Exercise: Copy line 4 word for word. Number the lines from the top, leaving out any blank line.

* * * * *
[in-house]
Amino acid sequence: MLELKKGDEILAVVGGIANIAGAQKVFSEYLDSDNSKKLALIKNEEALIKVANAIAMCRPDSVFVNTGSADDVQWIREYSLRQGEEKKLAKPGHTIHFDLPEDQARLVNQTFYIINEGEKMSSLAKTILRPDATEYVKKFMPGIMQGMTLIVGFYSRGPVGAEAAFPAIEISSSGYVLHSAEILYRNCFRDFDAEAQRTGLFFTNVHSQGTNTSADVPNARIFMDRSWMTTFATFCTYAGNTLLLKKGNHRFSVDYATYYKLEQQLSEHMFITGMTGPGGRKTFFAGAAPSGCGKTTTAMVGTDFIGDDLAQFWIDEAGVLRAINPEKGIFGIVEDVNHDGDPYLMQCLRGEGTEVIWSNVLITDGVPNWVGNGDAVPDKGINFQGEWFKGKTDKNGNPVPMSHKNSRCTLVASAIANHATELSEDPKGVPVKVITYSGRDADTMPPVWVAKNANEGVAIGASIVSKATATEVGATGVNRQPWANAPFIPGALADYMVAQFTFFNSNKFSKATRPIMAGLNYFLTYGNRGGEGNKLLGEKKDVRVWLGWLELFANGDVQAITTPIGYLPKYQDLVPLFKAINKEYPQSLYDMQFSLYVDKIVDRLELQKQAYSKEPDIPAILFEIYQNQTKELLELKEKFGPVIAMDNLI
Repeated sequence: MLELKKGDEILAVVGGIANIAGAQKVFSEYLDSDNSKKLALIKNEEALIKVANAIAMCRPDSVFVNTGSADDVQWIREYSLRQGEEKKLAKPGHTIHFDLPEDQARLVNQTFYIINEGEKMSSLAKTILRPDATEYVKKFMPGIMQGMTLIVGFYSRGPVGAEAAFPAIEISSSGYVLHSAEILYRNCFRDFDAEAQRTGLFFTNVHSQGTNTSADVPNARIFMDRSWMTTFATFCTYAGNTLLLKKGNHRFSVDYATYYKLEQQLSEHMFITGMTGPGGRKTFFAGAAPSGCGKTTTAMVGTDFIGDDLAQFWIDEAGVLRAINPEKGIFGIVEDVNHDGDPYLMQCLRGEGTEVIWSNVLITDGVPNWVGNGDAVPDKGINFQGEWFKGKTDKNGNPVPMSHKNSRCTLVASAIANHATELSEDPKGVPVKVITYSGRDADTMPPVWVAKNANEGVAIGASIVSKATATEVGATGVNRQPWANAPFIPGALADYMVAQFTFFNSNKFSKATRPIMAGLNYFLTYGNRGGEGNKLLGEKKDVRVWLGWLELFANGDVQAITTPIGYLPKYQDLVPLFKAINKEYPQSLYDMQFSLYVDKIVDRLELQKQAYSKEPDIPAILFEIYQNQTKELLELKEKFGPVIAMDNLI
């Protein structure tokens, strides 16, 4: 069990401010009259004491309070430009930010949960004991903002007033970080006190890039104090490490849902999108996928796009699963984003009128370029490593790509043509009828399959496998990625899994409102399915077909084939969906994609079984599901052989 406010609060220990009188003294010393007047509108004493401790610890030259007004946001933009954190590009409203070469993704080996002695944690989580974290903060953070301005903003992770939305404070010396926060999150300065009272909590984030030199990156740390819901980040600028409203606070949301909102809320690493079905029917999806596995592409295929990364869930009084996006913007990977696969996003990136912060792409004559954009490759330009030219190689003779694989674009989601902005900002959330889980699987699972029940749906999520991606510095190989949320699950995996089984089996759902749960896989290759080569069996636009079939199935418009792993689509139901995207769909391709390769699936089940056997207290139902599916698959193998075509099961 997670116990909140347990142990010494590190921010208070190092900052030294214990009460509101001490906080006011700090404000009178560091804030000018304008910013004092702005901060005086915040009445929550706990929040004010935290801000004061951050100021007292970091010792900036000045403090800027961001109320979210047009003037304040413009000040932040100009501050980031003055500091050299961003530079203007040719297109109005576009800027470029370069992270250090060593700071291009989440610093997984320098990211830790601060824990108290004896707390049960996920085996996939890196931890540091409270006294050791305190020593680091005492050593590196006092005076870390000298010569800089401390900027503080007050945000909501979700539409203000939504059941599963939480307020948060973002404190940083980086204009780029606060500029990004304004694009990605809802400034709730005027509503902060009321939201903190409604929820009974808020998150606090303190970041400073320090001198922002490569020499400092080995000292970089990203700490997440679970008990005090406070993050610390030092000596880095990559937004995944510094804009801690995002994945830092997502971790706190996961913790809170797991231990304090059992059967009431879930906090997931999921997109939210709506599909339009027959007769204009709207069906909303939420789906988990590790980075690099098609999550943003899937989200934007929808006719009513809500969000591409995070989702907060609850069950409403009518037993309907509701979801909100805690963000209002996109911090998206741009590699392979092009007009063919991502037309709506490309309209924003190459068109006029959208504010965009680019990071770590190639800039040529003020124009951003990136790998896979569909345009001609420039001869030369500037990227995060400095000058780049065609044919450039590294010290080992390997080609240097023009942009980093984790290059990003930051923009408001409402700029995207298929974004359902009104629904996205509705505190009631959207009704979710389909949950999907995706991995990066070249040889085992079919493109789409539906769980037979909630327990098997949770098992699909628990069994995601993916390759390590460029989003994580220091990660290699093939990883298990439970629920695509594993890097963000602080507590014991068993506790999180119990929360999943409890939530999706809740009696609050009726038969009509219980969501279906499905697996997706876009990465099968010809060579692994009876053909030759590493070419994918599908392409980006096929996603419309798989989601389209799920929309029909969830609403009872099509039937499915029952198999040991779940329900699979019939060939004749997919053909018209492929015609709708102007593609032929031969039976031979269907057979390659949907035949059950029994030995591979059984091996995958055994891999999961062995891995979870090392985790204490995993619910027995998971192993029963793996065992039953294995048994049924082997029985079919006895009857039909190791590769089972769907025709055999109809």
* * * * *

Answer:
């Protein structure tokens, strides 16, 4: 069990401010009259004491309070430009930010949960004991903002007033970080006190890039104090490490849902999108996928796009699963984003009128370029490593790509043509009828399959496998990625899994409102399915077909084939969906994609079984599901052989 406010609060220990009188003294010393007047509108004493401790610890030259007004946001933009954190590009409203070469993704080996002695944690989580974290903060953070301005903003992770939305404070010396926060999150300065009272909590984030030199990156740390819901980040600028409203606070949301909102809320690493079905029917999806596995592409295929990364869930009084996006913007990977696969996003990136912060792409004559954009490759330009030219190689003779694989674009989601902005900002959330889980699987699972029940749906999520991606510095190989949320699950995996089984089996759902749960896989290759080569069996636009079939199935418009792993689509139901995207769909391709390769699936089940056997207290139902599916698959193998075509099961 997670116990909140347990142990010494590190921010208070190092900052030294214990009460509101001490906080006011700090404000009178560091804030000018304008910013004092702005901060005086915040009445929550706990929040004010935290801000004061951050100021007292970091010792900036000045403090800027961001109320979210047009003037304040413009000040932040100009501050980031003055500091050299961003530079203007040719297109109005576009800027470029370069992270250090060593700071291009989440610093997984320098990211830790601060824990108290004896707390049960996920085996996939890196931890540091409270006294050791305190020593680091005492050593590196006092005076870390000298010569800089401390900027503080007050945000909501979700539409203000939504059941599963939480307020948060973002404190940083980086204009780029606060500029990004304004694009990605809802400034709730005027509503902060009321939201903190409604929820009974808020998150606090303190970041400073320090001198922002490569020499400092080995000292970089990203700490997440679970008990005090406070993050610390030092000596880095990559937004995944510094804009801690995002994945830092997502971790706190996961913790809170797991231990304090059992059967009431879930906090997931999921997109939210709506599909339009027959007769204009709207069906909303939420789906988990590790980075690099098609999550943003899937989200934007929808006719009513809500969000591409995070989702907060609850069950409403009518037993309907509701979801909100805690963000209002996109911090998206741009590699392979092009007009063919991502037309709506490309309209924003190459068109006029959208504010965009680019990071770590190639800039040529003020124009951003990136790998896979569909345009001609420039001869030369500037990227995060400095000058780049065609044919450039590294010290080992390997080609240097023009942009980093984790290059990003930051923009408001409402700029995207298929974004359902009104629904996205509705505190009631959207009704979710389909949950999907995706991995990066070249040889085992079919493109789409539906769980037979909630327990098997949770098992699909628990069994995601993916390759390590460029989003994580220091990660290699093939990883298990439970629920695509594993890097963000602080507590014991068993506790999180119990929360999943409890939530999706809740009696609050009726038969009509219980969501279906499905697996997706876009990465099968010809060579692994009876053909030759590493070419994918599908392409980006096929996603419309798989989601389209799920929309029909969830609403009872099509039937499915029952198999040991779940329900699979019939060939004749997919053909018209492929015609709708102007593609032929031969039976031979269907057979390659949907035949059950029994030995591979059984091996995958055994891999999961062995891995979870090392985790204490995993619910027995998971192993029963793996065992039953294995048994049924082997029985079919006895009857039909190791590769089972769907025709055999109809």